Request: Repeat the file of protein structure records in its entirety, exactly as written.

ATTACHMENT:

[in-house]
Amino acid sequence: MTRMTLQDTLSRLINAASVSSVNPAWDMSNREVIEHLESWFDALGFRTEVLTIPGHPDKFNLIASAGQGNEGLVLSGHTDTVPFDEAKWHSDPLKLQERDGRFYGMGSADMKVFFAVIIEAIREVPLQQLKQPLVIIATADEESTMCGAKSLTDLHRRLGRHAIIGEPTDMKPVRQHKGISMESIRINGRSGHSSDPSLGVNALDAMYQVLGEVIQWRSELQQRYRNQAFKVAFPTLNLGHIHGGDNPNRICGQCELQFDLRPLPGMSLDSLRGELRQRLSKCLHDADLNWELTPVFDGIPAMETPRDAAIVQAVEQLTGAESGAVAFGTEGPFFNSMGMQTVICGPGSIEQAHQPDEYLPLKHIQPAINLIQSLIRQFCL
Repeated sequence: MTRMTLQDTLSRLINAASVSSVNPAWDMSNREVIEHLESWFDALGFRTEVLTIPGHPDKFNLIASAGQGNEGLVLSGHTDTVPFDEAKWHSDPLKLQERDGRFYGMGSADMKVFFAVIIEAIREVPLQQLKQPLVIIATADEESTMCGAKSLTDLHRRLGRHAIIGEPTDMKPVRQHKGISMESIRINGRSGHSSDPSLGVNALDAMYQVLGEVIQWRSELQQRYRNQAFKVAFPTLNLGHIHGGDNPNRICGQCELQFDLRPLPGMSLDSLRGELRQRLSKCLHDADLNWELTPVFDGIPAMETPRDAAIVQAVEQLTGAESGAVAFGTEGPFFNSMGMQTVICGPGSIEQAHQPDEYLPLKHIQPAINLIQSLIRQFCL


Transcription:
[in-house]
Amino acid sequence: MTRMTLQDTLSRLINAASVSSVNPAWDMSNREVIEHLESWFDALGFRTEVLTIPGHPDKFNLIASAGQGNEGLVLSGHTDTVPFDEAKWHSDPLKLQERDGRFYGMGSADMKVFFAVIIEAIREVPLQQLKQPLVIIATADEESTMCGAKSLTDLHRRLGRHAIIGEPTDMKPVRQHKGISMESIRINGRSGHSSDPSLGVNALDAMYQVLGEVIQWRSELQQRYRNQAFKVAFPTLNLGHIHGGDNPNRICGQCELQFDLRPLPGMSLDSLRGELRQRLSKCLHDADLNWELTPVFDGIPAMETPRDAAIVQAVEQLTGAESGAVAFGTEGPFFNSMGMQTVICGPGSIEQAHQPDEYLPLKHIQPAINLIQSLIRQFCL
Repeated sequence: MTRMTLQDTLSRLINAASVSSVNPAWDMSNREVIEHLESWFDALGFRTEVLTIPGHPDKFNLIASAGQGNEGLVLSGHTDTVPFDEAKWHSDPLKLQERDGRFYGMGSADMKVFFAVIIEAIREVPLQQLKQPLVIIATADEESTMCGAKSLTDLHRRLGRHAIIGEPTDMKPVRQHKGISMESIRINGRSGHSSDPSLGVNALDAMYQVLGEVIQWRSELQQRYRNQAFKVAFPTLNLGHIHGGDNPNRICGQCELQFDLRPLPGMSLDSLRGELRQRLSKCLHDADLNWELTPVFDGIPAMETPRDAAIVQAVEQLTGAESGAVAFGTEGPFFNSMGMQTVICGPGSIEQAHQPDEYLPLKHIQPAINLIQSLIRQFCL